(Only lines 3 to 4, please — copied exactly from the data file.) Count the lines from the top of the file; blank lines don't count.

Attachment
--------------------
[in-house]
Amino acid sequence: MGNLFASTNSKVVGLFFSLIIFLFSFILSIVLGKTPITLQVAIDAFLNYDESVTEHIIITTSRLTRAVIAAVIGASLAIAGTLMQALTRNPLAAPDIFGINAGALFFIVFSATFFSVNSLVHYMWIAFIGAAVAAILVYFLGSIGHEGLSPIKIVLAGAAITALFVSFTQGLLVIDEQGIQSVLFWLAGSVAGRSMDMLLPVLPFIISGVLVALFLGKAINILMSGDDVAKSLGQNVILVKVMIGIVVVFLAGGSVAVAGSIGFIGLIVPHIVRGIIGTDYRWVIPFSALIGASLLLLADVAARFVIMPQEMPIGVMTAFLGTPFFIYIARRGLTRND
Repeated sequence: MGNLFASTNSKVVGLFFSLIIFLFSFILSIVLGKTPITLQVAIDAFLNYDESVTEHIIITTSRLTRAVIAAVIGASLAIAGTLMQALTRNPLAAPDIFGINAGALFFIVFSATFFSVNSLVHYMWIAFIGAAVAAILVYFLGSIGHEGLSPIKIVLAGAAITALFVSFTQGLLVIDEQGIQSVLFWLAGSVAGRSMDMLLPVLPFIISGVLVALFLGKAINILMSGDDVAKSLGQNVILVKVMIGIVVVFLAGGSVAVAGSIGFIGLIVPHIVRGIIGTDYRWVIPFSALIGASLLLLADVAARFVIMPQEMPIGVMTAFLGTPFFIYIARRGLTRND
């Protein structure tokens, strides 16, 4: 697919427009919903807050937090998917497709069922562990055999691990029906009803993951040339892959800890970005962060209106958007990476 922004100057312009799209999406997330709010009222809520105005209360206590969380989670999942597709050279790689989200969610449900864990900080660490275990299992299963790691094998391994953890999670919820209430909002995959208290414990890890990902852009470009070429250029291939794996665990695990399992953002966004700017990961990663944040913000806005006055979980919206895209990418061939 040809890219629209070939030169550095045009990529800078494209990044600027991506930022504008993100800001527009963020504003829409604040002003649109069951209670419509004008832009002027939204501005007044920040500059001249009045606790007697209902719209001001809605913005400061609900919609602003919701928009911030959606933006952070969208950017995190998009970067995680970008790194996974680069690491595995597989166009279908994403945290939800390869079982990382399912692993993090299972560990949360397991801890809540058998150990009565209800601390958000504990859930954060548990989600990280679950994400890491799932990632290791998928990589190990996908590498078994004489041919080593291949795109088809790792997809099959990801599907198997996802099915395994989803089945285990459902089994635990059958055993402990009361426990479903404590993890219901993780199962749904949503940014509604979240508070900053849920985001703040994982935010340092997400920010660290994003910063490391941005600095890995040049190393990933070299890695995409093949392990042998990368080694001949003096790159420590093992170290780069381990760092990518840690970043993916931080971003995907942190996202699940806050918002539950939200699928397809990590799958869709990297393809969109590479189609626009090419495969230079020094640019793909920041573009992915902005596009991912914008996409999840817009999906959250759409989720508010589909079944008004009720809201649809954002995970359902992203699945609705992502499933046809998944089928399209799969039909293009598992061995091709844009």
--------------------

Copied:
Repeated sequence: MGNLFASTNSKVVGLFFSLIIFLFSFILSIVLGKTPITLQVAIDAFLNYDESVTEHIIITTSRLTRAVIAAVIGASLAIAGTLMQALTRNPLAAPDIFGINAGALFFIVFSATFFSVNSLVHYMWIAFIGAAVAAILVYFLGSIGHEGLSPIKIVLAGAAITALFVSFTQGLLVIDEQGIQSVLFWLAGSVAGRSMDMLLPVLPFIISGVLVALFLGKAINILMSGDDVAKSLGQNVILVKVMIGIVVVFLAGGSVAVAGSIGFIGLIVPHIVRGIIGTDYRWVIPFSALIGASLLLLADVAARFVIMPQEMPIGVMTAFLGTPFFIYIARRGLTRND
């Protein structure tokens, strides 16, 4: 697919427009919903807050937090998917497709069922562990055999691990029906009803993951040339892959800890970005962060209106958007990476 922004100057312009799209999406997330709010009222809520105005209360206590969380989670999942597709050279790689989200969610449900864990900080660490275990299992299963790691094998391994953890999670919820209430909002995959208290414990890890990902852009470009070429250029291939794996665990695990399992953002966004700017990961990663944040913000806005006055979980919206895209990418061939 040809890219629209070939030169550095045009990529800078494209990044600027991506930022504008993100800001527009963020504003829409604040002003649109069951209670419509004008832009002027939204501005007044920040500059001249009045606790007697209902719209001001809605913005400061609900919609602003919701928009911030959606933006952070969208950017995190998009970067995680970008790194996974680069690491595995597989166009279908994403945290939800390869079982990382399912692993993090299972560990949360397991801890809540058998150990009565209800601390958000504990859930954060548990989600990280679950994400890491799932990632290791998928990589190990996908590498078994004489041919080593291949795109088809790792997809099959990801599907198997996802099915395994989803089945285990459902089994635990059958055993402990009361426990479903404590993890219901993780199962749904949503940014509604979240508070900053849920985001703040994982935010340092997400920010660290994003910063490391941005600095890995040049190393990933070299890695995409093949392990042998990368080694001949003096790159420590093992170290780069381990760092990518840690970043993916931080971003995907942190996202699940806050918002539950939200699928397809990590799958869709990297393809969109590479189609626009090419495969230079020094640019793909920041573009992915902005596009991912914008996409999840817009999906959250759409989720508010589909079944008004009720809201649809954002995970359902992203699945609705992502499933046809998944089928399209799969039909293009598992061995091709844009």